On a bright Saturday in August, someone in the office asked Mary Katherine Rice, the tournament coordinator for the PGA Tour's Southern Farm Bureau Classic, if a media outing scheduled for the coming Monday should be canceled. A major storm, she was told, was headed their way. "No way," she remembers saying. "It's so sunny out." � That Monday the media did not hit the links at Annandale Golf Club in Madison, Miss., a suburb north of Jackson, the state capital. But Hurricane Katrina did, and despite being downgraded to a Category 3 storm after her pulverizing swipe across New Orleans and the Mississippi Gulf Coast, she was still packing heavy rain and 100-mph winds. � Rice and some others on the tournament team came to work anyway that Monday because with the tournament only five weeks away there was plenty to do. The Classic's office is nestled in a grove of oak and hickory trees across the street from a scenic pond called Whisper Lake. "By the afternoon we could see whitecaps on that little lake," Rice says. "That's when I thought, This would be a good time to leave." So it came to pass that the only Tour event sponsored by an insurance company was almost wiped out by the most destructive hurricane in U.S. history.
Overnight the Classic, set to be played Oct. 6-9 opposite the American Express Championship, was confronted with a smorgasbord of obstacles-the residue of six inches of rain, downed trees, a power outage, a gas shortage and a lack of hotel rooms, plus a heat wave that threatened to scorch Annandale's greens. To top things off, about a month later the area was visited by Hurricane Rita, which piled on five more inches of rain.
On Sept. 7 the tournament and the Tour decided that there was no way the Classic could go on as scheduled, but instead of canceling for the first time in the event's 38-year history, the tournament was pushed back a month, to next week, concurrent with the Tour Championship.
Robert Morgan, the longtime executive director of the Classic, has white hair, a sincere smile, a slow gait and a smooth, easy voice. The very portrait of a Southern gentleman, Morgan is 74 years old but looks as if he's in his 50s. He lives about 90 miles south of Madison, near Hattiesburg, where he endured Hurricane Camille in 1969. "We had a big oak tree split in half in front of our house," Morgan says, "but Camille was nothing like the devastation this time. You can't go anywhere in Hattiesburg without seeing downed trees and blown-up houses." His first thought about the Classic after Katrina, he says, was, "I don't know about the rest of the folks, but I won't be ready for a golf tournament in 30 days."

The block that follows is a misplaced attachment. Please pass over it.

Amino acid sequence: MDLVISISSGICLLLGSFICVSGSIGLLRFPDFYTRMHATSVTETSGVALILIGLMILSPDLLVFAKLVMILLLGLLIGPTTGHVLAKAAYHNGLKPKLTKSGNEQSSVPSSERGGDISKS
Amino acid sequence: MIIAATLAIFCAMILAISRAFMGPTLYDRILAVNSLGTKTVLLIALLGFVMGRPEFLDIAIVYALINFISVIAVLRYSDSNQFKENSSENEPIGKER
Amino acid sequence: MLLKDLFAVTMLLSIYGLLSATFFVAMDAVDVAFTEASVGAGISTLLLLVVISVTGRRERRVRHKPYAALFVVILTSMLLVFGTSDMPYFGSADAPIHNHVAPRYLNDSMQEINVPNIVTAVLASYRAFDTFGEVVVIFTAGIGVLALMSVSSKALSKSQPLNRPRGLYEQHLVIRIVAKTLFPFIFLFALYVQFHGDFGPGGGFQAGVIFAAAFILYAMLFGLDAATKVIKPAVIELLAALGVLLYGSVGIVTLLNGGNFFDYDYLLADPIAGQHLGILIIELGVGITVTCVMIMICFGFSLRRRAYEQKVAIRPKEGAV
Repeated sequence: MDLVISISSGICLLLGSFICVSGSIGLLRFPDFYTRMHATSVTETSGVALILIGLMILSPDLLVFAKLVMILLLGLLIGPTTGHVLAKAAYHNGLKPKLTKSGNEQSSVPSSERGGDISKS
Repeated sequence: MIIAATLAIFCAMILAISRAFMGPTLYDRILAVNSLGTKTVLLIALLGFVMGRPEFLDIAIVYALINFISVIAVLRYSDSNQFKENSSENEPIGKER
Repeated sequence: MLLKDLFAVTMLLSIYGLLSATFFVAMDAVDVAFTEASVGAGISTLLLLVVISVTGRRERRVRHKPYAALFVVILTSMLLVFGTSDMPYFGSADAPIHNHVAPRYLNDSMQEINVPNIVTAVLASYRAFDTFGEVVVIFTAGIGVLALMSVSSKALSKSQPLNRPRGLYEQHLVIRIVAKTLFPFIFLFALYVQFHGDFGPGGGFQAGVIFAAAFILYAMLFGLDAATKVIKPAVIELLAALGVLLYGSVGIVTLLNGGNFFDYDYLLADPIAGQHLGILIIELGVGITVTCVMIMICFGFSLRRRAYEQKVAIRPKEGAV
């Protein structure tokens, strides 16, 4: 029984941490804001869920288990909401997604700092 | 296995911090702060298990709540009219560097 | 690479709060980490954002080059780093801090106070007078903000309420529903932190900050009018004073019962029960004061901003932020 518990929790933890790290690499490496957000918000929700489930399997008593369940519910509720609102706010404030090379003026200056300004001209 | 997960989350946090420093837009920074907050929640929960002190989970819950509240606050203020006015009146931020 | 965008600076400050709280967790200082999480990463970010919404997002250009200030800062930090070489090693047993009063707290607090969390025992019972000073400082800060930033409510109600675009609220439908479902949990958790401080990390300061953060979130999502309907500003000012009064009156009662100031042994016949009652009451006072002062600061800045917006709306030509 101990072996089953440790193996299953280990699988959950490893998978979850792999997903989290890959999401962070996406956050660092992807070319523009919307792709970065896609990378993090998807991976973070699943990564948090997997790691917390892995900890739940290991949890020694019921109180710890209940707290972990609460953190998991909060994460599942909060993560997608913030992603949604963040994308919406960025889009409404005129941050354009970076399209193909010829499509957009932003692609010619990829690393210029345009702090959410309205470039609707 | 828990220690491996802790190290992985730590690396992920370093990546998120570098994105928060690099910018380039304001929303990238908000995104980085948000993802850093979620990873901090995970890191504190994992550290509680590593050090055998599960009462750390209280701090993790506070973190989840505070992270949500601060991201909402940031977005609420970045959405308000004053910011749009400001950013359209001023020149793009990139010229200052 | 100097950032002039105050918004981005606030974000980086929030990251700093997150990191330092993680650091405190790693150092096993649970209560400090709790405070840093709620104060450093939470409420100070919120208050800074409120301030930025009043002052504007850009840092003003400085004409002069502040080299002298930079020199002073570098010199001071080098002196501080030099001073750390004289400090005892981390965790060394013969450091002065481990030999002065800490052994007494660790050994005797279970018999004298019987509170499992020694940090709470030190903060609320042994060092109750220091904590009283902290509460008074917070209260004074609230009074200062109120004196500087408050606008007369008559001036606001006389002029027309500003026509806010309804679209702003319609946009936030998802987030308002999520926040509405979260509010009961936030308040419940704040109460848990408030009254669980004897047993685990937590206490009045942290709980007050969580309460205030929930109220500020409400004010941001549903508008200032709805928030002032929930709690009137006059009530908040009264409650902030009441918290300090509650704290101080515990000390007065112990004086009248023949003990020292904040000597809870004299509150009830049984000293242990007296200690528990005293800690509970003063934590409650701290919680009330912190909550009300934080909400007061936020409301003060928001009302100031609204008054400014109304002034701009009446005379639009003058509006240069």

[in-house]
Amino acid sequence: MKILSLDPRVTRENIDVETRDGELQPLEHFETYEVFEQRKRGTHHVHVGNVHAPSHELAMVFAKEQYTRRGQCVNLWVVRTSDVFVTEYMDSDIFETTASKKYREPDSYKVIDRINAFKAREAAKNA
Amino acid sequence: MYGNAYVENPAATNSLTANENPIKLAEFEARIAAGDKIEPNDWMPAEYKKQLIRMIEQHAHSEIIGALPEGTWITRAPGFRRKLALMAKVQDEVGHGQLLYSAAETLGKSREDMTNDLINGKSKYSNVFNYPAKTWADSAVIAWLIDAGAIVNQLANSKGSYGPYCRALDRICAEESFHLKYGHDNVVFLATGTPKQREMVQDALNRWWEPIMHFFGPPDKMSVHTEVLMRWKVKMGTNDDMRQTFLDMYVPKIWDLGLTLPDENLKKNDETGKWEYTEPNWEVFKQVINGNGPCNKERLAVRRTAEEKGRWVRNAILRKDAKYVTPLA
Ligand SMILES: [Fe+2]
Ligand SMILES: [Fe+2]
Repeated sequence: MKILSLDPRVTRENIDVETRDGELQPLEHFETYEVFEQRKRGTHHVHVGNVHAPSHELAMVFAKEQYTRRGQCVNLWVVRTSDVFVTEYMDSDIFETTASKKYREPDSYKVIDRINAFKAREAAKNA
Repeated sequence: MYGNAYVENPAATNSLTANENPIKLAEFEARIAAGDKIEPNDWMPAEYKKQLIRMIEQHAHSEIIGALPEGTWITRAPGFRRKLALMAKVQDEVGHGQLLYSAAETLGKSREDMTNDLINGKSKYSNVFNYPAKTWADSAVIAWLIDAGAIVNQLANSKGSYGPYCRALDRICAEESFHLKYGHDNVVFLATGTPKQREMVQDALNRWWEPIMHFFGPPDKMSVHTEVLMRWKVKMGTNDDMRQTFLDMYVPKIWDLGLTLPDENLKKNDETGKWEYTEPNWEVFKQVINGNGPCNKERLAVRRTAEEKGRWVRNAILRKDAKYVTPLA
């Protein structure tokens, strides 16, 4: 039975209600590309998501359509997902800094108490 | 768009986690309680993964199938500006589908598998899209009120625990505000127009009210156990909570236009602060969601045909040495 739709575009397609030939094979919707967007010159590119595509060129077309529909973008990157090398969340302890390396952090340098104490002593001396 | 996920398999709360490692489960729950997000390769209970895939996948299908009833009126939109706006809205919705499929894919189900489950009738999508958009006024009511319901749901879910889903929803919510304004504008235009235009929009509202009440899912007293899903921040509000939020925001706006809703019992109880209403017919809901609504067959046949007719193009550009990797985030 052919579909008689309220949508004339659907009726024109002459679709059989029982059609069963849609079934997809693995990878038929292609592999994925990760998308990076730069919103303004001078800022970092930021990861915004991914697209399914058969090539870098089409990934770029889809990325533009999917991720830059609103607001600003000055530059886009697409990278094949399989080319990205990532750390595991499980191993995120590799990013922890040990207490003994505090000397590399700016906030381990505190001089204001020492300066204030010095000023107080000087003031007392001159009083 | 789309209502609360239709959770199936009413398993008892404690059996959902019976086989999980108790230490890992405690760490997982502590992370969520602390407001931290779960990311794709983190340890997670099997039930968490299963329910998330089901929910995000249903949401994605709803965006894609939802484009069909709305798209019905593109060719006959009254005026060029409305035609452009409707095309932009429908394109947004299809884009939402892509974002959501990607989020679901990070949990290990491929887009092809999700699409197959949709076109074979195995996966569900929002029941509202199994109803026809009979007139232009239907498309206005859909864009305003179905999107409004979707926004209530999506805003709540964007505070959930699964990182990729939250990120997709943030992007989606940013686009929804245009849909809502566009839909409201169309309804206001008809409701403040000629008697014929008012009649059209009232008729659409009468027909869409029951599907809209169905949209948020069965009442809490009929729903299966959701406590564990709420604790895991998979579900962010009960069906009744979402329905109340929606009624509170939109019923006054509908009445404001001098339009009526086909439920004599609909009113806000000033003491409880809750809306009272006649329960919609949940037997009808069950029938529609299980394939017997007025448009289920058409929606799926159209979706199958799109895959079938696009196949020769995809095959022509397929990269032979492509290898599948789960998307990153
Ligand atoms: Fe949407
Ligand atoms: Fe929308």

He's ready now. "We're dedicating this year's tournament to Katrina relief and recovery," says Morgan, who has set $500,000 as a goal. "We're donating all the gate receipts and ticket sales to a storm fund."
Near the end of September, a few days after Rita added more broken tree limbs to Annandale's to-do list, Ed McEnroe, who had been the director of corporate partnerships at the Ford Championship before taking over as tournament director at the Classic about a month before Katrina, drove around the course with a reporter checking the damage. The good news: The cleanup went so well that one had to look closely to see the circular scars where workers had sawed off tree limbs. Annandale lost about 40 mature trees and had 200 others that were severely damaged. There's not much wreckage to see now, thanks to the work of course superintendent Al Osteen and his crew.
Osteen made a crucial decision that, in retrospect, may have saved this year's Classic: He ensured that Annandale's 1,000-gallon gas and diesel tanks, plus the tanks of every tractor and utility vehicle on the premises, were filled in advance of Katrina. "We may have been the only course in the area not to run out of gas," Osteen says. "There was nowhere to fill up. I had to ration gas from my stock so my crew could get to work."
Like everywhere else in the area, Annandale was without power for almost five days. (Workers used a hand pump to refuel their vehicles.) The lack of electricity meant that the course's irrigation system was useless, and with temperatures soaring into the upper 90s, Annandale's tender bent-grass greens were at risk. Osteen's 25-man crew hand-watered the greens to keep them alive. "Even though we had just gotten six inches of rain, the greens needed syringing immediately," says Osteen. "Our guys went green to green, starting early in the morning, all day long. By three or four o'clock in the afternoon the greens were still getting pretty hot." The power came back on just in time to save the stressed-out putting surfaces. "Everybody worked hard all day and then went home to a hot house, a refrigerator with spoiled food and no gas," Osteen says. "My hat's off to our guys."
Life is far from back to normal in Jackson. Area hotels are filled with displaced people as well as insurance adjusters, utility workers and FEMA personnel. The Classic's contracts with vendors and concessionaires had to be rescheduled after the date change. Staples like portable toilets were scarce because they were needed for recovery workers. Trailers, usually used at tournament sites as offices, were also in short supply.
Although the tickets and the programs haven't been reprinted and carry the tournament's October dates, the rest of the Classic looks ready to go. "It's always a good feeling when you work all year and the tournament is a success," says Courtney Caldwell, the tournament's sales coordinator. "But this year will be special."